A recent report from Google and the International Finance Corporation estimates Africa’s digital economy could contribute as much as US$180-billion to the broader economy by 2025. Google has already opened an AI research centre in Ghana (the continent’s first), and IBM and Microsoft have both made moves to develop African talent in the AI arena.
Sectors like healthcare can benefit from AI by empowering medical professionals and facilities to achieve more with fewer resources, from triage and diagnosis to post-care, while also improving access and affordability. AI can also help improve education, it can drive financial inclusion and economic participation, and it can bolster food production by aiding the agricultural sector to optimise crop yields.
Like improved food production, financial inclusion is also key to reducing poverty. And using AI to streamline public services can contribute directly to productivity and GDP by reducing backlogs, improving service quality and response times, ensuring efficient use of resources. AI can also help combat corruption and maintain transparency. Smart city services can even reduce how long African commuters spend in traffic — another immediate way to boost GDP and improve the quality of life of citizens.
But the success of AI-powered solutions depends on execution. Success means ensuring the right strategy is adopted, the correct use cases are identified, the foundational datasets are sufficient, and a strong culture of experimentation is encouraged and cultivated.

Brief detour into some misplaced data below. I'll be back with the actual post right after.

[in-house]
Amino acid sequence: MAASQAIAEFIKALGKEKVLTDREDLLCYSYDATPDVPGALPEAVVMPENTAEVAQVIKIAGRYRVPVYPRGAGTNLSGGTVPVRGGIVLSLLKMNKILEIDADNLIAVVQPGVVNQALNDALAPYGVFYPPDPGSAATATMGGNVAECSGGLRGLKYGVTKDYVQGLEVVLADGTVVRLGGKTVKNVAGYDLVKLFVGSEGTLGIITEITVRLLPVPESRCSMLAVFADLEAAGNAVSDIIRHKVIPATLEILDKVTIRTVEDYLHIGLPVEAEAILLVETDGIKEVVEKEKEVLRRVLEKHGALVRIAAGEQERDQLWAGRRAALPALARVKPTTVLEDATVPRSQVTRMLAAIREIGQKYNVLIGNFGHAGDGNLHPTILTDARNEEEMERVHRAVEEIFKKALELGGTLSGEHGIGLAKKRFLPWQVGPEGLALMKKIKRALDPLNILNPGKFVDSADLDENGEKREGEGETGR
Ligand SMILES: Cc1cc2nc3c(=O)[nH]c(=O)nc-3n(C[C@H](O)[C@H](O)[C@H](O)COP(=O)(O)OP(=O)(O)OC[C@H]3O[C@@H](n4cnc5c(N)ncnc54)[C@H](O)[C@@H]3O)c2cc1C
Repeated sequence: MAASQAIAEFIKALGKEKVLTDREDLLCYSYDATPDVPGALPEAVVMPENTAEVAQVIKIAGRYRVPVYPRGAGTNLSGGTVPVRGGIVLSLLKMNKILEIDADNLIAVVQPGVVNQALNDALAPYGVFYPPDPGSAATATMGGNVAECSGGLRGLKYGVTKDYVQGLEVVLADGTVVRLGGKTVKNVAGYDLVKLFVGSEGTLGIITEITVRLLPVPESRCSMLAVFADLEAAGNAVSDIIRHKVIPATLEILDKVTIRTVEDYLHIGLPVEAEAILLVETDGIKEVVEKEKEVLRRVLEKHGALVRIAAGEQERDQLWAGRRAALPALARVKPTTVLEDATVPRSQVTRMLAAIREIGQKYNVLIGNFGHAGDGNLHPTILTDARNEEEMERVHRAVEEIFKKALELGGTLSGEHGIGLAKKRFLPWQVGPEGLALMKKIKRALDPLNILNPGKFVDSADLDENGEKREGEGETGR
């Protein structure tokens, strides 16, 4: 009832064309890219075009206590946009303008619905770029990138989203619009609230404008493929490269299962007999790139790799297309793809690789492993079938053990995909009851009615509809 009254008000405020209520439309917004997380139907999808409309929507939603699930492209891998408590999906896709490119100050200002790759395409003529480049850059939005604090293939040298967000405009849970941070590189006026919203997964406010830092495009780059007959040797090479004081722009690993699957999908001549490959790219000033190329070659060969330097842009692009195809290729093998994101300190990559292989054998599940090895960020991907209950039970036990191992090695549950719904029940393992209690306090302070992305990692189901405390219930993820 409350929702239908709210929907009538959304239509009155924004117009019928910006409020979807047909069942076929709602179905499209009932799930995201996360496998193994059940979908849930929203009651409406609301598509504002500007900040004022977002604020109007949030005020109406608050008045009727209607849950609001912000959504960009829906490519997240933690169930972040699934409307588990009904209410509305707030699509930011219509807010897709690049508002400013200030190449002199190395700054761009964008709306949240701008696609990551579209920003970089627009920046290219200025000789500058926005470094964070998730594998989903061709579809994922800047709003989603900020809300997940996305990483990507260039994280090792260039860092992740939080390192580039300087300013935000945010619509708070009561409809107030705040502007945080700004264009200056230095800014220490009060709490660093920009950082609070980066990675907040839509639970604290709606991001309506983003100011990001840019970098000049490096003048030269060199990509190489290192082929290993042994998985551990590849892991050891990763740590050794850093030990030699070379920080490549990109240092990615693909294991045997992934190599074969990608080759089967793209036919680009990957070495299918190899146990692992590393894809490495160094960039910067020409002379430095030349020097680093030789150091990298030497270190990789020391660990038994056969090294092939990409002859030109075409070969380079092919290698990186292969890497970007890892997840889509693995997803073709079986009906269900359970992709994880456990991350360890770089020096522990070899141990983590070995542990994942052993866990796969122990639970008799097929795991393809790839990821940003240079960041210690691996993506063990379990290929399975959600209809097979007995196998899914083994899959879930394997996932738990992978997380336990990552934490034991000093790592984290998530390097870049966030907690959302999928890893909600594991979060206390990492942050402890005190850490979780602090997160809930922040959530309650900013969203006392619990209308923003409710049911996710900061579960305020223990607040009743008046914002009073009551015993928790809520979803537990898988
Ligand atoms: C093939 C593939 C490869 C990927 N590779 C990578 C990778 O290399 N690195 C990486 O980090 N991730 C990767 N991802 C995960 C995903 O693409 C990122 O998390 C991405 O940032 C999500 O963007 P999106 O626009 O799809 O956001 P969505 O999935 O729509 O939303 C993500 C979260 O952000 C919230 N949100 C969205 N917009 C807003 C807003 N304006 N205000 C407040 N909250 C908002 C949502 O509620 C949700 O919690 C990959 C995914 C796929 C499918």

Countries like Kenya, Nigeria, and South Africa — which have been applying AI to address their specific needs in health, agriculture, fintech, public transportation, and language translation — have the potential to become leading centres of innovative AI use, research, and development. Eventually, they could even export newly developed AI products and services to other markets, not only in Africa, but beyond it.
If Africa ignores AI, it risks missing out on one of the greatest opportunities of the coming decades. But it also risks missing out on a chance to not only catch up with more developed markets when it comes to this powerful emerging technology but potentially to solve problems that might not otherwise be solved because more developed markets don’t face them, and thus are disincentivised to create solutions for them.